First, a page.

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The Independent Culture
TAXONOMIES of blunders have been attempted from time to time by chess trainers and psychologists, presumably in the hope that categorising the reasons behind blunders will help players avoid them. In practice, however, it seems to be no help at all.

All such lists include the Blunder Due To Relaxation, where a player has surmounted the major difficulties of the game, then makes a crass error which throws everything away, and the Intermezzo-Missing Blunder, caused by missing an intermediary move, for example not moving a threatened piece, or not making an immediate recapture. But even if they had also included the Blunder Caused by Underestimating Little Girls Wielding Knights, the human propensity for error would still lead to such mistakes as cost Lev Psakhis his game against Judit Polgar in the Reshevsky Memorial tournament in New York last month.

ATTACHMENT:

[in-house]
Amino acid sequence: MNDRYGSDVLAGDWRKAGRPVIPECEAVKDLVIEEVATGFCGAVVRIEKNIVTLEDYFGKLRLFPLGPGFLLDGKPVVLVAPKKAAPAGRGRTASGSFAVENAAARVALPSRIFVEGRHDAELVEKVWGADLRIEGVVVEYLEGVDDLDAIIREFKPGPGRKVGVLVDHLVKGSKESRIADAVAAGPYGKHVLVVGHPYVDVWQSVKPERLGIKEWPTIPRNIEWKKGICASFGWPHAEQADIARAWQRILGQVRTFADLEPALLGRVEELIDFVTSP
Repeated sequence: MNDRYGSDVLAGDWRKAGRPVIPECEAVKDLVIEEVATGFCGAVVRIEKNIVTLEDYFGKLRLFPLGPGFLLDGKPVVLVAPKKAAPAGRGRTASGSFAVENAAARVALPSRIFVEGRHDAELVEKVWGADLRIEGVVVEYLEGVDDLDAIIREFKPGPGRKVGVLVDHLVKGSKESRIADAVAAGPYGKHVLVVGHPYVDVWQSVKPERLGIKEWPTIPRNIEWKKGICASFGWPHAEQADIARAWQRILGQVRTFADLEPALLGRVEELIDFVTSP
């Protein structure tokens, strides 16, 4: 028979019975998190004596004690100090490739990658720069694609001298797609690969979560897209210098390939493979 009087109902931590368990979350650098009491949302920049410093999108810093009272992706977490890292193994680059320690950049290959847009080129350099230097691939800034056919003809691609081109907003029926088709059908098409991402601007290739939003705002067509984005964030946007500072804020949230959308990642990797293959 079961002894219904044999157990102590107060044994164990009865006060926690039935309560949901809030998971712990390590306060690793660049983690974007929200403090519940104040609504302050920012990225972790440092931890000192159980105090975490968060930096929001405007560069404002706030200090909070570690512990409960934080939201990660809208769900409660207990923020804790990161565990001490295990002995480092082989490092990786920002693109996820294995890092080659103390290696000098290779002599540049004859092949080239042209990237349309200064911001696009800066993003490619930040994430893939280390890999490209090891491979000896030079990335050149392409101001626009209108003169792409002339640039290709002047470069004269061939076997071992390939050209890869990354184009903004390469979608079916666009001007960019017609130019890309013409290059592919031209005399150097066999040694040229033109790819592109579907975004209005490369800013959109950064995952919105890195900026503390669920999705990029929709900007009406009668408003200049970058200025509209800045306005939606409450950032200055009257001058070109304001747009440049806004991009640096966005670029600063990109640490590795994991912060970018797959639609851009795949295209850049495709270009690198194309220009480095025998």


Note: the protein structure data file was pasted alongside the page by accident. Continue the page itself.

After accepting Black's pawn sacrifice and defending superbly against her threats (22. Nd4] is particularly fine), White was a sound pawn ahead. Under no pressure, he threw the game away with 28. e5? expecting f5 or fxe5, missing the interruption of 28 . . . Na3]

Here are the full moves, with Psakhis playing White:

----------------------------------------------------------------- 1 d4 Nf6 22 Nd4 Nxd4 2 c4 g6 23 Bxd4 bxc4 3 Nc3 Bg7 24 bxc4 Nb2 4 e4 d6 25 Bxa7 Nxc4 5 f3 0-0 26 Rb1 Kg7 6 Be3 c5 27 Bd4+ f6 7 dxc5 dxc5 28 e5 Na3 8 Qxd8 Rxd8 29 exf6+ Kf7 9 Bxc5 Nc6 30 Rb3 Nb5+ 10 Ba3 e6 31 Rxb5 Bxb5 11 Rd1 Rxd1+ 32 Be5 Rd3+ 12 Kxd1 b6 33 Kb4 Bd7 13 Kc2 Ba6 34 a4 Rd2 14 b3 Nd7 35 Be4 Ra2 15 Nge2 Rd8 36 a5 Ra4+ 16 g3 Bxc3 37 Kc5 Rxe4 17 Kxc3 Nde5 38 a6 Re2 18 f4 Ng4 39 a7 Rc2+ 19 Bg2 Nf2 40 Kb6 Bc6 20 Rg1 b5 White resigns 21 Bc5 Nd3 -----------------------------------------------------------------